Every company or person needs a persuasive way to “present” their product or services. That concept is called the elevator pitch. It summarizes the benefits of the products or services you have to offer, your slogan, and even yourself to create interest in what you or your company does.
When you interact with potential B2B customers and partners, it is critical to get your message across quickly. That’s where the elevator pitch comes in!
A B2B situation is highly dynamic. You only have a few seconds to grab the attention of your audience before they get bored or move on to something else. In this case, a sales pitch would not be a good option. You do not need to present all the features and benefits of your products or services. What you need to do is consider how to spark their interest and open it up for dialogue.
Now, before you start writing your elevator pitch, you should know how this technique works and how to properly execute it: According to emprendedor.com, “….These short speeches are nothing more than a conversation, or icebreaker, that will (hopefully) lead to a deeper dialogue about what your company has to offer.” Keep this question in mind when putting together your elevator pitch, “What can you do for me”? Essentially, that is what every prospective buyer or partner hopes to uncover. If it takes too much time or is too complex, they will lose interest.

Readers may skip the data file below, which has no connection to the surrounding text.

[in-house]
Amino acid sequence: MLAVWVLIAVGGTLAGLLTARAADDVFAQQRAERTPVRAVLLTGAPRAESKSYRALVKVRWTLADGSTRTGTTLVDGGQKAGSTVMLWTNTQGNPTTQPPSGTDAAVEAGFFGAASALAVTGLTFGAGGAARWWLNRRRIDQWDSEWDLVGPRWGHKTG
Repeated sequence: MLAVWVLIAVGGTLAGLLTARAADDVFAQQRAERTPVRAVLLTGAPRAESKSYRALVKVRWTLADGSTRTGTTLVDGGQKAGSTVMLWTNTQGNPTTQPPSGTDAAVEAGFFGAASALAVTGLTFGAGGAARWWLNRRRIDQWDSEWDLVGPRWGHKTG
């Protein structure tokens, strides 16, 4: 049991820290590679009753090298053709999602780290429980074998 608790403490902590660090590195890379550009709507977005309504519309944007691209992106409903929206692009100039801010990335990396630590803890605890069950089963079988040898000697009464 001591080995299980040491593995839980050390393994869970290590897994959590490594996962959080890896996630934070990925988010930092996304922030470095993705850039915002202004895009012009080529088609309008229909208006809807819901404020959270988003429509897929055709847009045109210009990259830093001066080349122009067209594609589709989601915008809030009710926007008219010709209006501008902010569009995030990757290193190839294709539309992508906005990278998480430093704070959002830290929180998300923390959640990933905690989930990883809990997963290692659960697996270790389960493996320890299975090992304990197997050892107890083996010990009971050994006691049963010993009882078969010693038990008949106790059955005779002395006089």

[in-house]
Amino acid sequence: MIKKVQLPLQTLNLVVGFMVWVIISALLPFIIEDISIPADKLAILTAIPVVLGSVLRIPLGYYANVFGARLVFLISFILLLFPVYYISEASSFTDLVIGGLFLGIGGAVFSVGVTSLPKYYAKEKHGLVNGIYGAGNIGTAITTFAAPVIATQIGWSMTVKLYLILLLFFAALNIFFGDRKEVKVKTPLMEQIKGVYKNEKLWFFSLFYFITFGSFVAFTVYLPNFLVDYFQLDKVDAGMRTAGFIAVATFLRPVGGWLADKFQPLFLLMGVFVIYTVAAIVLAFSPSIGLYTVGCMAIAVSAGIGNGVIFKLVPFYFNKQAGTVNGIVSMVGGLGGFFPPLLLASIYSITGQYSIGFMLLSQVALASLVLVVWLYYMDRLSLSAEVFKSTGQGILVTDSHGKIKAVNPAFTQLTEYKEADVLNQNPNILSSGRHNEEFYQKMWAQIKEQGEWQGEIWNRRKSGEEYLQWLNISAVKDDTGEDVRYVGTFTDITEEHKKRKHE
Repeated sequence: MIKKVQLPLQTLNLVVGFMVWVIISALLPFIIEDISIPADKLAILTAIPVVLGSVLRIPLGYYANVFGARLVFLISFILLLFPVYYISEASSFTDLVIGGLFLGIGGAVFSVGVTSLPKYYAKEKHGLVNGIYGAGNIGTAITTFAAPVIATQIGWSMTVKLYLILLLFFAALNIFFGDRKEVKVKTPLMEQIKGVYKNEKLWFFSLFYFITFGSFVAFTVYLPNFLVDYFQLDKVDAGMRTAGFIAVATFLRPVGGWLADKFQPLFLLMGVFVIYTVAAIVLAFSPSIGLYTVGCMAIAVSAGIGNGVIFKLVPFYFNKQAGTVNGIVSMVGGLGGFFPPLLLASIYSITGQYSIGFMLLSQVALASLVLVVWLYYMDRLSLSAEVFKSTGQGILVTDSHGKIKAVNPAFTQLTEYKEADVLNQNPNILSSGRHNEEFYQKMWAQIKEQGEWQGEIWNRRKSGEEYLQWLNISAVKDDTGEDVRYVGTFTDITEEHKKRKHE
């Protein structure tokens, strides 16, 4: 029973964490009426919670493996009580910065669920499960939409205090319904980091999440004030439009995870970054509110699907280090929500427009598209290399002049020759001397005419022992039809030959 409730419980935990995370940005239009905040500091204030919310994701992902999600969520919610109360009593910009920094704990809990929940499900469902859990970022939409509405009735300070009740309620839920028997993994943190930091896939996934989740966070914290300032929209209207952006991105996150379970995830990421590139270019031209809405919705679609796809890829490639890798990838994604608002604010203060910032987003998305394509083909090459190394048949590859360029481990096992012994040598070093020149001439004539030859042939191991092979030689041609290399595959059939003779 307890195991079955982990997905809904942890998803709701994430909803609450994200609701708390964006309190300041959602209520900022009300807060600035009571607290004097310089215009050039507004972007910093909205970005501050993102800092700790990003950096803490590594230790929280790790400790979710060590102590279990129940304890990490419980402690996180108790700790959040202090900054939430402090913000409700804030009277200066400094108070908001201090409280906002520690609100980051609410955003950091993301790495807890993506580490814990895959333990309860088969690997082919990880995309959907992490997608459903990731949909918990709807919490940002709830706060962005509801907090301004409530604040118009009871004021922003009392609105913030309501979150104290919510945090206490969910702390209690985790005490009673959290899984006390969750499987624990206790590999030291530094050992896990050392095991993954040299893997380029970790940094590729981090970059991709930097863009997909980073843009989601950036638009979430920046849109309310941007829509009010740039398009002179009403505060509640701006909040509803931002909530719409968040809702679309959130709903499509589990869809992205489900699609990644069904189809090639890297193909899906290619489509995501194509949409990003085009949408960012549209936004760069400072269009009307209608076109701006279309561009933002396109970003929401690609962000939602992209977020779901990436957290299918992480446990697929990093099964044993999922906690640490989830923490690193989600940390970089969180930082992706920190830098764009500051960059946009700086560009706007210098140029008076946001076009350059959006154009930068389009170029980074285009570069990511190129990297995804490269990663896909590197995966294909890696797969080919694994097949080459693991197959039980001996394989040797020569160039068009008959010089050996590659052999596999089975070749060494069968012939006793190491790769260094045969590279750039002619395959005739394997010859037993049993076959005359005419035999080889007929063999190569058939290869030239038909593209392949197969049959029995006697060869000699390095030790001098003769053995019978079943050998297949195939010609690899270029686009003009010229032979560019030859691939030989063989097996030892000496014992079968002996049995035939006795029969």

If you are creating your business strategy from scratch or just want to update your current one, then you may want to consider these key elements when creating your elevator pitch.
What you SHOULD do:
KEEP IT SHORT. 30 seconds is a long time to speak without being interrupted. Remember, it is NOT a sales pitch, so consider reducing it to 10 seconds instead of 30!
ADAPT it to the audience. Even if it’s a basic idea, adapt it, so your message reaches each type of audience.
Use CLEAR LANGUAGE. Avoid complicated words. Be direct and concise.
PRACTICE, PRACTICE, PRACTICE. Before you present, make sure to convey the perfect combination of professionalism and energy.
What NOT to do:
It IS NOT a sales pitch. It is a relaxed, conversational introduction that engages the listener and prompts them to act – That is the key.
DO NOT EXPLAIN complicated topics. Technical or production processes will drive the interest of your audience away.
DO show projections and statistics. Focus on being innovative and unique.
An excellent way to approach your elevator pitch is to create it from a marketing perspective, with the idea that “first impressions matter.” It’s the perfect way to break the ice and start a conversation.
A successful elevator pitch is one in which the other person sits back and says, “Hmmm, this sounds interesting, tell me more”.
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